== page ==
Style

Guess pulls its Telfar knockoff bag after getting the roasting it deserved

Ripping off the democratic "it-bag" was the wrong idea.

PARIS, FRANCE - OCTOBER 06: A guest wears a white Telfar leather bag, outside Louis Vuitton, during Paris Fashion Week - Womenswear Spring Summer 2021, on October 06, 2020 in Paris, France. (Photo by Edward Berthelot/Getty Images)
Edward Berthelot/Getty Images Entertainment/Getty Images

Guess made itself the target of widespread criticism over the weekend for putting out a bag that clearly ripped off Telfar’s beloved Shopping Bag. The largely irrelevant mall brand could have spared itself by simply not copying the most democratic “it-bag” ever made, and now Guess is seeking to remedy the self-flagellation by pulling its copycat from shelves.

“Signal Brands, the handbag licensee of Guess, Inc., has voluntarily halted the sale of its G-Logo totes,” Guess said in a statement obtained by The New York Times. “Some on social media have compared the totes to Telfar Global’s shopping bags. Signal Brands does not wish to create any impediments to Telfar Global’s success and, as such, has independently decided to stop selling the G-logo totes.”

“Voluntarily” is an interesting choice of words, considering the statement goes on to acknowledge the social media hounding Guess brought on itself. It’d be like if I walked into a party with a stupid hat, got made fun of mercilessly, and then loudly announced that I’d be taking it off of my own volition.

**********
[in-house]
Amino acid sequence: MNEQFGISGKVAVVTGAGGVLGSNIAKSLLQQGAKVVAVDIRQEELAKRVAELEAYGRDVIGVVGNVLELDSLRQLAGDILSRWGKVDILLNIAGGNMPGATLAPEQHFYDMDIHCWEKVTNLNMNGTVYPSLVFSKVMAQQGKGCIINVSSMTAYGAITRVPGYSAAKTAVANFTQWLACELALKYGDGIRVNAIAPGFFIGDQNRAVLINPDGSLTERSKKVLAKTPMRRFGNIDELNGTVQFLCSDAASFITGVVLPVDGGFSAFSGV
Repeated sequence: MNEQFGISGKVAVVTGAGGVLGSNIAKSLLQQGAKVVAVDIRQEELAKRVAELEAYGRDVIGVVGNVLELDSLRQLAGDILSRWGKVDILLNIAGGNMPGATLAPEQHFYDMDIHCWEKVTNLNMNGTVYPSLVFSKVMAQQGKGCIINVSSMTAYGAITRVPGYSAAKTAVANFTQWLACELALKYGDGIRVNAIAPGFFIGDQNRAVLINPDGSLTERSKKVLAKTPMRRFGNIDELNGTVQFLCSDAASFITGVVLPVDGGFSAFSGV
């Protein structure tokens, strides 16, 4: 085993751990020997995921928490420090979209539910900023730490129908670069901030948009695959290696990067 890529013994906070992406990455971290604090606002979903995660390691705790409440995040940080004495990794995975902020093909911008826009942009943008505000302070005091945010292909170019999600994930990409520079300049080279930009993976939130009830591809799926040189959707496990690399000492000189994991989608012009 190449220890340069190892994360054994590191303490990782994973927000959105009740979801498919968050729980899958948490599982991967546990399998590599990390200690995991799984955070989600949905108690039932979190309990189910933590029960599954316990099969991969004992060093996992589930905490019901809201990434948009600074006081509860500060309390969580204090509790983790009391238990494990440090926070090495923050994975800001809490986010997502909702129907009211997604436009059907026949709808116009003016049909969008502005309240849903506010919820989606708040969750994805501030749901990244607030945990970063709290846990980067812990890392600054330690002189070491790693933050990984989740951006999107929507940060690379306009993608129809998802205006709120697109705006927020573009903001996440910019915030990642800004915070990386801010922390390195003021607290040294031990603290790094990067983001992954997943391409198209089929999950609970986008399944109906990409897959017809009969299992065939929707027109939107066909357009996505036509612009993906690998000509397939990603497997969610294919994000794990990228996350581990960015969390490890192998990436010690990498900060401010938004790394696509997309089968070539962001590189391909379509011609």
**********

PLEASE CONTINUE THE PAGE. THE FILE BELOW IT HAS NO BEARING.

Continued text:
Telfar is the wrong brand to mess with — The Telfar Shopping Bag has been the hottest thing for several years running, and not just because of its minimalist appearance and versatility. Since it was first introduced in 2014, designer Telfar Clemens has intended for it to be an accessible status symbol. Prices begin at $150 for the smallest version and top out at just $257 for the largest — a far cry from the cost of bags from the likes of Louis Vuitton and Prada.

Clemens made further inroads last year when, in an act meant to combat resellers, he made the Shopping Bag available for pre-orders. For 24 hours, anyone could order as many of the previously sold-out bags as they wanted in every color available to be delivered within five months.

“We are not about hype and scarcity,” Telfar said in a statement announcing pre-orders. “We didn’t set out to make an impossible to get product. The whole point of our bag is accessibility and community.”

Such an act of subversion in a world where expense and rarity usually reign supreme has made Clemens an easy designer to champion. So too is the fact that he’s a gay, Black man — a demographic that’s been pivotal but under-acknowledged in fashion. Countless people would go to bat for the man they’ve never met, and that’s exactly what they did when Guess got too comfortable in cribbing his designs.

The timing was also ironic, as Telfar just opened up another round of pre-orders on the same day as Guess’ knockoff went viral.

The knockoff isn’t completely gone yet — Guess’ bootleg Telfar bag has now disappeared from the brand’s website and retailers like Macy’s and Hudson’s Bay. It still hasn’t been completely scrubbed from the market, however, as Dillard’s listing for the lesser bag is still live as of this article’s publishing.

But even when the knockoff bag is completely gone, consumers are unlikely to forget about the time Guess ripped off Telfar. Clemens is the wrong designer to mess with, and he didn’t even need to say anything himself for the blowback to be felt.